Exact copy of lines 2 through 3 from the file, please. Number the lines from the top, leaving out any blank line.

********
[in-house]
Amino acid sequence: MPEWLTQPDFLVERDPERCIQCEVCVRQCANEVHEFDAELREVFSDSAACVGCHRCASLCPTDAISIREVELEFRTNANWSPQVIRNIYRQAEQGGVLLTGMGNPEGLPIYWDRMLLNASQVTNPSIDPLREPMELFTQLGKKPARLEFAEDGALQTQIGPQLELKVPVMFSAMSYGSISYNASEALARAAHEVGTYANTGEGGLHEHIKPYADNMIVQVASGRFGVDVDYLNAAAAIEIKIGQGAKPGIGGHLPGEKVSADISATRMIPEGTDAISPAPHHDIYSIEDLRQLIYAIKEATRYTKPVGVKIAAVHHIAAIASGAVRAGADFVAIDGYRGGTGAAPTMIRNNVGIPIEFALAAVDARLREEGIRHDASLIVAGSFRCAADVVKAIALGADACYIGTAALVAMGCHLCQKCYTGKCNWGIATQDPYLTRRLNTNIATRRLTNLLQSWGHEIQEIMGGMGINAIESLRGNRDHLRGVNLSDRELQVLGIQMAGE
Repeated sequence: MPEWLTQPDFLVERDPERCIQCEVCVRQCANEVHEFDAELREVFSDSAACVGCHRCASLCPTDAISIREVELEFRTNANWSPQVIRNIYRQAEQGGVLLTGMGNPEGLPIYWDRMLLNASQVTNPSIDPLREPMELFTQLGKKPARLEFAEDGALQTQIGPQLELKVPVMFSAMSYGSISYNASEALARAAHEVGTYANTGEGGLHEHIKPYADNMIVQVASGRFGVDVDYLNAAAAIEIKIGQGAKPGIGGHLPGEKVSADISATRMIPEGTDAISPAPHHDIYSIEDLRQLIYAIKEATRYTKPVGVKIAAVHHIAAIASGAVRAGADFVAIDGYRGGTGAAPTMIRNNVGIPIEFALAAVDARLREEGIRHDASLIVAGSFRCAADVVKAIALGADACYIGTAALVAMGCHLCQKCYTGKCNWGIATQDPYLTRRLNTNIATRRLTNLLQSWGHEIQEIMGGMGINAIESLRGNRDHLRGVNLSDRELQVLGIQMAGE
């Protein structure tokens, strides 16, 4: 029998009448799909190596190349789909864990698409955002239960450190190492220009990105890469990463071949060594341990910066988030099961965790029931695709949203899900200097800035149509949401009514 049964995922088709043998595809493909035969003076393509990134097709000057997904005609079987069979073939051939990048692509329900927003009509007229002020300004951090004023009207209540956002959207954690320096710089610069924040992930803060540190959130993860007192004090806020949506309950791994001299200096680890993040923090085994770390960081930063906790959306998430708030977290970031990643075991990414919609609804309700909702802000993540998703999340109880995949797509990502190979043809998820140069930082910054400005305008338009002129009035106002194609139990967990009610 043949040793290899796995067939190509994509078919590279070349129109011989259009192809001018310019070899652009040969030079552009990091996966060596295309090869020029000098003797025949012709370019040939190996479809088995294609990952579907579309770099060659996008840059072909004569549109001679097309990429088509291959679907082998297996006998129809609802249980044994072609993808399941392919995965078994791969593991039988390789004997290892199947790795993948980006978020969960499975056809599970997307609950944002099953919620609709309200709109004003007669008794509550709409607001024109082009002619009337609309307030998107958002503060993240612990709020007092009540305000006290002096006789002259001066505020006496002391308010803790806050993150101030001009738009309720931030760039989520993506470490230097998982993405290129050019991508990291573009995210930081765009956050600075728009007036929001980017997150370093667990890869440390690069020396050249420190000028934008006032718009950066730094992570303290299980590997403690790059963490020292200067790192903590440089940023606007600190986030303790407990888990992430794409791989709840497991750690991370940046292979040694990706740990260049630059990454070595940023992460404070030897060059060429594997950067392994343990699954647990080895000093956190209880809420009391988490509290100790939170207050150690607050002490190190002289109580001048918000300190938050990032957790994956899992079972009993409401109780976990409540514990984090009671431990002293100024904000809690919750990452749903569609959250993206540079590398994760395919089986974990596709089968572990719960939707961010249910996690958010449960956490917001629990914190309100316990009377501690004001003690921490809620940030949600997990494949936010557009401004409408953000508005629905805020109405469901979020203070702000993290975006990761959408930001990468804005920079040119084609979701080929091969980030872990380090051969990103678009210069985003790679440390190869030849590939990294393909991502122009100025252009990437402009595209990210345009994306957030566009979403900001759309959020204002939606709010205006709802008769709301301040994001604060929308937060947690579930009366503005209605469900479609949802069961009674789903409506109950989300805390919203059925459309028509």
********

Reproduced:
Amino acid sequence: MPEWLTQPDFLVERDPERCIQCEVCVRQCANEVHEFDAELREVFSDSAACVGCHRCASLCPTDAISIREVELEFRTNANWSPQVIRNIYRQAEQGGVLLTGMGNPEGLPIYWDRMLLNASQVTNPSIDPLREPMELFTQLGKKPARLEFAEDGALQTQIGPQLELKVPVMFSAMSYGSISYNASEALARAAHEVGTYANTGEGGLHEHIKPYADNMIVQVASGRFGVDVDYLNAAAAIEIKIGQGAKPGIGGHLPGEKVSADISATRMIPEGTDAISPAPHHDIYSIEDLRQLIYAIKEATRYTKPVGVKIAAVHHIAAIASGAVRAGADFVAIDGYRGGTGAAPTMIRNNVGIPIEFALAAVDARLREEGIRHDASLIVAGSFRCAADVVKAIALGADACYIGTAALVAMGCHLCQKCYTGKCNWGIATQDPYLTRRLNTNIATRRLTNLLQSWGHEIQEIMGGMGINAIESLRGNRDHLRGVNLSDRELQVLGIQMAGE
Repeated sequence: MPEWLTQPDFLVERDPERCIQCEVCVRQCANEVHEFDAELREVFSDSAACVGCHRCASLCPTDAISIREVELEFRTNANWSPQVIRNIYRQAEQGGVLLTGMGNPEGLPIYWDRMLLNASQVTNPSIDPLREPMELFTQLGKKPARLEFAEDGALQTQIGPQLELKVPVMFSAMSYGSISYNASEALARAAHEVGTYANTGEGGLHEHIKPYADNMIVQVASGRFGVDVDYLNAAAAIEIKIGQGAKPGIGGHLPGEKVSADISATRMIPEGTDAISPAPHHDIYSIEDLRQLIYAIKEATRYTKPVGVKIAAVHHIAAIASGAVRAGADFVAIDGYRGGTGAAPTMIRNNVGIPIEFALAAVDARLREEGIRHDASLIVAGSFRCAADVVKAIALGADACYIGTAALVAMGCHLCQKCYTGKCNWGIATQDPYLTRRLNTNIATRRLTNLLQSWGHEIQEIMGGMGINAIESLRGNRDHLRGVNLSDRELQVLGIQMAGE